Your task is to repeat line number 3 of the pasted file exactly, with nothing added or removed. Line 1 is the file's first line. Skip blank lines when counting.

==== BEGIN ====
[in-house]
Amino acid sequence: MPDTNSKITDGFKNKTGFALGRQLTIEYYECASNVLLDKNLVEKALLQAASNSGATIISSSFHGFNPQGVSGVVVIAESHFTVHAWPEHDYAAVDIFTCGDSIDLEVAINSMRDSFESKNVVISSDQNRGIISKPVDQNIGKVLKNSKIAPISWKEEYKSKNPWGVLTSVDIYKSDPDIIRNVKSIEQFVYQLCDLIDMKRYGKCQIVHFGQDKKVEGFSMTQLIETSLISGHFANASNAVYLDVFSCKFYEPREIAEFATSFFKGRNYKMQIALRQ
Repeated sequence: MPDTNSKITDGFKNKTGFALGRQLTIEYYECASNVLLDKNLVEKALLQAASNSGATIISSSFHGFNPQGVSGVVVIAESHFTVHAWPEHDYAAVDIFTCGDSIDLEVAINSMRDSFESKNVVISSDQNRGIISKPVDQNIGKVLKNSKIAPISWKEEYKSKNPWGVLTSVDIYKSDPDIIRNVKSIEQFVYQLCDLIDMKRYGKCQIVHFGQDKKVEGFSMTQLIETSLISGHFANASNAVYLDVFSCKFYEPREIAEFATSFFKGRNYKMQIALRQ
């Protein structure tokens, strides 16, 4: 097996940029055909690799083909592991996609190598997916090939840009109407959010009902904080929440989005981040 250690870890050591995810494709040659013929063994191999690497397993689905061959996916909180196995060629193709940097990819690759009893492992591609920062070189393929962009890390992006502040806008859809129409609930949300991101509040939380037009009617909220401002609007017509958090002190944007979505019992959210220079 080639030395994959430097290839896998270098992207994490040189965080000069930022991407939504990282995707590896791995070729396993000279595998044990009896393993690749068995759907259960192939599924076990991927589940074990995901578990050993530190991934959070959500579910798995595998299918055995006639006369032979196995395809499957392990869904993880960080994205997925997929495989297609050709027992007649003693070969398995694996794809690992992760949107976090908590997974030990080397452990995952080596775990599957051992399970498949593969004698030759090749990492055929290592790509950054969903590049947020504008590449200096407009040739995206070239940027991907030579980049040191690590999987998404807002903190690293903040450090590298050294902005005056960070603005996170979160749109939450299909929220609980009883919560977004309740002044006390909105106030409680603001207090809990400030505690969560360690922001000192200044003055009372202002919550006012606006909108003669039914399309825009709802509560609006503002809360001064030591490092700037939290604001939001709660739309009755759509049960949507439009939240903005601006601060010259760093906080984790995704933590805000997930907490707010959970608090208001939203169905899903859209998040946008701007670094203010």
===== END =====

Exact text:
Repeated sequence: MPDTNSKITDGFKNKTGFALGRQLTIEYYECASNVLLDKNLVEKALLQAASNSGATIISSSFHGFNPQGVSGVVVIAESHFTVHAWPEHDYAAVDIFTCGDSIDLEVAINSMRDSFESKNVVISSDQNRGIISKPVDQNIGKVLKNSKIAPISWKEEYKSKNPWGVLTSVDIYKSDPDIIRNVKSIEQFVYQLCDLIDMKRYGKCQIVHFGQDKKVEGFSMTQLIETSLISGHFANASNAVYLDVFSCKFYEPREIAEFATSFFKGRNYKMQIALRQ